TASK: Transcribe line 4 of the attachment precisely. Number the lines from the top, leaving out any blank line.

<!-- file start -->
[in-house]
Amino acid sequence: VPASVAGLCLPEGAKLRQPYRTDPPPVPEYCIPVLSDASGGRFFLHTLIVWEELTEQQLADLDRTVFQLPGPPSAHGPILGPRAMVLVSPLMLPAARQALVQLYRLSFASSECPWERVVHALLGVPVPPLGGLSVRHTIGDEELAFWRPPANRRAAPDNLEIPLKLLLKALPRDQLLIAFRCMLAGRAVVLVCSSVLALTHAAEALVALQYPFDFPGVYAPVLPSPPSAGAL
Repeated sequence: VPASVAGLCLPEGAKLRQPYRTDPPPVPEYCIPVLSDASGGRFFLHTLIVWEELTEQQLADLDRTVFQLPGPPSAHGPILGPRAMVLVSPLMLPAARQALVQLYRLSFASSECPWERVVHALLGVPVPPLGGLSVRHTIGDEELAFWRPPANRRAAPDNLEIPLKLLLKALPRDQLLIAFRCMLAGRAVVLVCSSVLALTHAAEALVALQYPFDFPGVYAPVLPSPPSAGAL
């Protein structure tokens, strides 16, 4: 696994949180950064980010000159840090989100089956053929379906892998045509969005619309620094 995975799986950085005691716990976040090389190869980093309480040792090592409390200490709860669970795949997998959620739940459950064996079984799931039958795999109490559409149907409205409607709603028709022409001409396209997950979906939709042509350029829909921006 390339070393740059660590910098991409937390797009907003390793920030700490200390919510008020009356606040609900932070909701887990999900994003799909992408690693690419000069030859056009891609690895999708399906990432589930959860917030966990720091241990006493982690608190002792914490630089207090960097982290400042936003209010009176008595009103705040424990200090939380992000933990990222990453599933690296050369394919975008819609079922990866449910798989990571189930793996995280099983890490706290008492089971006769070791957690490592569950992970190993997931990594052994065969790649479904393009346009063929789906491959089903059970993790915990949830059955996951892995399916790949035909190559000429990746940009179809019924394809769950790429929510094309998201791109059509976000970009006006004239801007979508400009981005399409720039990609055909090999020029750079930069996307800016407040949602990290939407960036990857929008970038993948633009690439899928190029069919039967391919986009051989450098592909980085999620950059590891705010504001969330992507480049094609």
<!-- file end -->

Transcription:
């Protein structure tokens, strides 16, 4: 696994949180950064980010000159840090989100089956053929379906892998045509969005619309620094 995975799986950085005691716990976040090389190869980093309480040792090592409390200490709860669970795949997998959620739940459950064996079984799931039958795999109490559409149907409205409607709603028709022409001409396209997950979906939709042509350029829909921006 390339070393740059660590910098991409937390797009907003390793920030700490200390919510008020009356606040609900932070909701887990999900994003799909992408690693690419000069030859056009891609690895999708399906990432589930959860917030966990720091241990006493982690608190002792914490630089207090960097982290400042936003209010009176008595009103705040424990200090939380992000933990990222990453599933690296050369394919975008819609079922990866449910798989990571189930793996995280099983890490706290008492089971006769070791957690490592569950992970190993997931990594052994065969790649479904393009346009063929789906491959089903059970993790915990949830059955996951892995399916790949035909190559000429990746940009179809019924394809769950790429929510094309998201791109059509976000970009006006004239801007979508400009981005399409720039990609055909090999020029750079930069996307800016407040949602990290939407960036990857929008970038993948633009690439899928190029069919039967391919986009051989450098592909980085999620950059590891705010504001969330992507480049094609």